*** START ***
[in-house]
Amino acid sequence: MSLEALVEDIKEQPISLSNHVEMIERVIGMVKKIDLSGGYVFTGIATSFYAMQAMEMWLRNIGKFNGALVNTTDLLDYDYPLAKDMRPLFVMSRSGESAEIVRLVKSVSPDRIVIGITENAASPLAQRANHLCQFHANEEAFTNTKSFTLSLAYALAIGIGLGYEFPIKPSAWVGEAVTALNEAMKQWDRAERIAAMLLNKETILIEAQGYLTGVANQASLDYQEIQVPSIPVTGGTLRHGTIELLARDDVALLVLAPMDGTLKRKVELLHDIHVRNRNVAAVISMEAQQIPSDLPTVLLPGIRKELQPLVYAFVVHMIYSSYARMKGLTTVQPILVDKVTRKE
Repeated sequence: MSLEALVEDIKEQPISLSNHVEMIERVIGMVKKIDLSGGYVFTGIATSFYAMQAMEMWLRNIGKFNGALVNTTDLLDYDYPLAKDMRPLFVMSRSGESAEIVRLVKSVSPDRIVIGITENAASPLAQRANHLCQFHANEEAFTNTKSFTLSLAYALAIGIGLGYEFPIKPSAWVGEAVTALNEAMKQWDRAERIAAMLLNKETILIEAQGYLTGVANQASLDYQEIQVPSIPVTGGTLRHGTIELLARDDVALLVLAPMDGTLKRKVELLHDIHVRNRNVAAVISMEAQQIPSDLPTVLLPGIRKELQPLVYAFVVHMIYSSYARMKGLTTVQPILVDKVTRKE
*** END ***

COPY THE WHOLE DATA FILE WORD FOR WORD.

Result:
[in-house]
Amino acid sequence: MSLEALVEDIKEQPISLSNHVEMIERVIGMVKKIDLSGGYVFTGIATSFYAMQAMEMWLRNIGKFNGALVNTTDLLDYDYPLAKDMRPLFVMSRSGESAEIVRLVKSVSPDRIVIGITENAASPLAQRANHLCQFHANEEAFTNTKSFTLSLAYALAIGIGLGYEFPIKPSAWVGEAVTALNEAMKQWDRAERIAAMLLNKETILIEAQGYLTGVANQASLDYQEIQVPSIPVTGGTLRHGTIELLARDDVALLVLAPMDGTLKRKVELLHDIHVRNRNVAAVISMEAQQIPSDLPTVLLPGIRKELQPLVYAFVVHMIYSSYARMKGLTTVQPILVDKVTRKE
Repeated sequence: MSLEALVEDIKEQPISLSNHVEMIERVIGMVKKIDLSGGYVFTGIATSFYAMQAMEMWLRNIGKFNGALVNTTDLLDYDYPLAKDMRPLFVMSRSGESAEIVRLVKSVSPDRIVIGITENAASPLAQRANHLCQFHANEEAFTNTKSFTLSLAYALAIGIGLGYEFPIKPSAWVGEAVTALNEAMKQWDRAERIAAMLLNKETILIEAQGYLTGVANQASLDYQEIQVPSIPVTGGTLRHGTIELLARDDVALLVLAPMDGTLKRKVELLHDIHVRNRNVAAVISMEAQQIPSDLPTVLLPGIRKELQPLVYAFVVHMIYSSYARMKGLTTVQPILVDKVTRKE